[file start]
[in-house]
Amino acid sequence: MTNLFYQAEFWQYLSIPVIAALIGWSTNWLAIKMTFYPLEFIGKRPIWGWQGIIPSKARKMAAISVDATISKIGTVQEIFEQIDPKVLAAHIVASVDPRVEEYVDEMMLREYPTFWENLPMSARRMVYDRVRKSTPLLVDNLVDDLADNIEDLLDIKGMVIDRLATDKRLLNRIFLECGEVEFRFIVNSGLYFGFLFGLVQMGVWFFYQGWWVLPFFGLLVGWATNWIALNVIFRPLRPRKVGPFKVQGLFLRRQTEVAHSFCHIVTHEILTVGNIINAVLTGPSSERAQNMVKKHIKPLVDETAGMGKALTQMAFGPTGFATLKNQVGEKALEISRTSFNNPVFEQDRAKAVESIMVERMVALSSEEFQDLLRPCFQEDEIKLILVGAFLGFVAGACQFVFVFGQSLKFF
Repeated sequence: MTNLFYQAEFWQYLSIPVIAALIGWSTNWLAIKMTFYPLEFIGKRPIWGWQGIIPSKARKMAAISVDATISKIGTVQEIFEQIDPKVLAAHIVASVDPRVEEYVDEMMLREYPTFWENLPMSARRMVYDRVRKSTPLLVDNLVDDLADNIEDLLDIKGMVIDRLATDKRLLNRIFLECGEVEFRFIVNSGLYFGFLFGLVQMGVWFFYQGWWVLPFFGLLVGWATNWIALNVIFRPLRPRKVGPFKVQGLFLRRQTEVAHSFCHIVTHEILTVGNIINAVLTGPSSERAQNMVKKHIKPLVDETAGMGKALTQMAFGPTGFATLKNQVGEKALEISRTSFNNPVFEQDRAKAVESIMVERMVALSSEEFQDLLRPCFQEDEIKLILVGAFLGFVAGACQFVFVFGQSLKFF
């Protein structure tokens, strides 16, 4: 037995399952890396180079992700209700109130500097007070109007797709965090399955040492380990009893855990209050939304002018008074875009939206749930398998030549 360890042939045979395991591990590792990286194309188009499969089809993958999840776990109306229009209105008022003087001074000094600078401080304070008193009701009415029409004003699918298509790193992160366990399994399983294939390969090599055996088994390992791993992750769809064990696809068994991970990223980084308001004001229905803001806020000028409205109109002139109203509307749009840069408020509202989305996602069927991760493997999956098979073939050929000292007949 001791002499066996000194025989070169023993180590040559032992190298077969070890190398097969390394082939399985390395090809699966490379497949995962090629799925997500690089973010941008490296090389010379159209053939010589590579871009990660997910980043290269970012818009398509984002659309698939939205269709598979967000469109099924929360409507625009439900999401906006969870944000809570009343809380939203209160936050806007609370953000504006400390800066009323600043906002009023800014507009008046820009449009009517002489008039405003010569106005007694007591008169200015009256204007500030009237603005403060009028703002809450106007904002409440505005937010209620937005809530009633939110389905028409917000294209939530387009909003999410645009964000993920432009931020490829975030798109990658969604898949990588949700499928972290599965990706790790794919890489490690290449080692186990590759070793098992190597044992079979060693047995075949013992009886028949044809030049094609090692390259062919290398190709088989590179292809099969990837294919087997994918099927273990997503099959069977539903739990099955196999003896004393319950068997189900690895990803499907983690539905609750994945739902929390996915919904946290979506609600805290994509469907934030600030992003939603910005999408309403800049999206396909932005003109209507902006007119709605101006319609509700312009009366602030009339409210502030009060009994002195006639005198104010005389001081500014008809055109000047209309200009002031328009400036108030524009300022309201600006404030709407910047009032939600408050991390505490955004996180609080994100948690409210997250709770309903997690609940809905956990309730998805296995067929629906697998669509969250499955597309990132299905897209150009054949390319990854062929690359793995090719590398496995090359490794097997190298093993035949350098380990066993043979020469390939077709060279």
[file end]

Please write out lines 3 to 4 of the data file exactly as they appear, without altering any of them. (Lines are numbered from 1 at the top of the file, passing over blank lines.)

Repeated sequence: MTNLFYQAEFWQYLSIPVIAALIGWSTNWLAIKMTFYPLEFIGKRPIWGWQGIIPSKARKMAAISVDATISKIGTVQEIFEQIDPKVLAAHIVASVDPRVEEYVDEMMLREYPTFWENLPMSARRMVYDRVRKSTPLLVDNLVDDLADNIEDLLDIKGMVIDRLATDKRLLNRIFLECGEVEFRFIVNSGLYFGFLFGLVQMGVWFFYQGWWVLPFFGLLVGWATNWIALNVIFRPLRPRKVGPFKVQGLFLRRQTEVAHSFCHIVTHEILTVGNIINAVLTGPSSERAQNMVKKHIKPLVDETAGMGKALTQMAFGPTGFATLKNQVGEKALEISRTSFNNPVFEQDRAKAVESIMVERMVALSSEEFQDLLRPCFQEDEIKLILVGAFLGFVAGACQFVFVFGQSLKFF
């Protein structure tokens, strides 16, 4: 037995399952890396180079992700209700109130500097007070109007797709965090399955040492380990009893855990209050939304002018008074875009939206749930398998030549 360890042939045979395991591990590792990286194309188009499969089809993958999840776990109306229009209105008022003087001074000094600078401080304070008193009701009415029409004003699918298509790193992160366990399994399983294939390969090599055996088994390992791993992750769809064990696809068994991970990223980084308001004001229905803001806020000028409205109109002139109203509307749009840069408020509202989305996602069927991760493997999956098979073939050929000292007949 001791002499066996000194025989070169023993180590040559032992190298077969070890190398097969390394082939399985390395090809699966490379497949995962090629799925997500690089973010941008490296090389010379159209053939010589590579871009990660997910980043290269970012818009398509984002659309698939939205269709598979967000469109099924929360409507625009439900999401906006969870944000809570009343809380939203209160936050806007609370953000504006400390800066009323600043906002009023800014507009008046820009449009009517002489008039405003010569106005007694007591008169200015009256204007500030009237603005403060009028703002809450106007904002409440505005937010209620937005809530009633939110389905028409917000294209939530387009909003999410645009964000993920432009931020490829975030798109990658969604898949990588949700499928972290599965990706790790794919890489490690290449080692186990590759070793098992190597044992079979060693047995075949013992009886028949044809030049094609090692390259062919290398190709088989590179292809099969990837294919087997994918099927273990997503099959069977539903739990099955196999003896004393319950068997189900690895990803499907983690539905609750994945739902929390996915919904946290979506609600805290994509469907934030600030992003939603910005999408309403800049999206396909932005003109209507902006007119709605101006319609509700312009009366602030009339409210502030009060009994002195006639005198104010005389001081500014008809055109000047209309200009002031328009400036108030524009300022309201600006404030709407910047009032939600408050991390505490955004996180609080994100948690409210997250709770309903997690609940809905956990309730998805296995067929629906697998669509969250499955597309990132299905897209150009054949390319990854062929690359793995090719590398496995090359490794097997190298093993035949350098380990066993043979020469390939077709060279």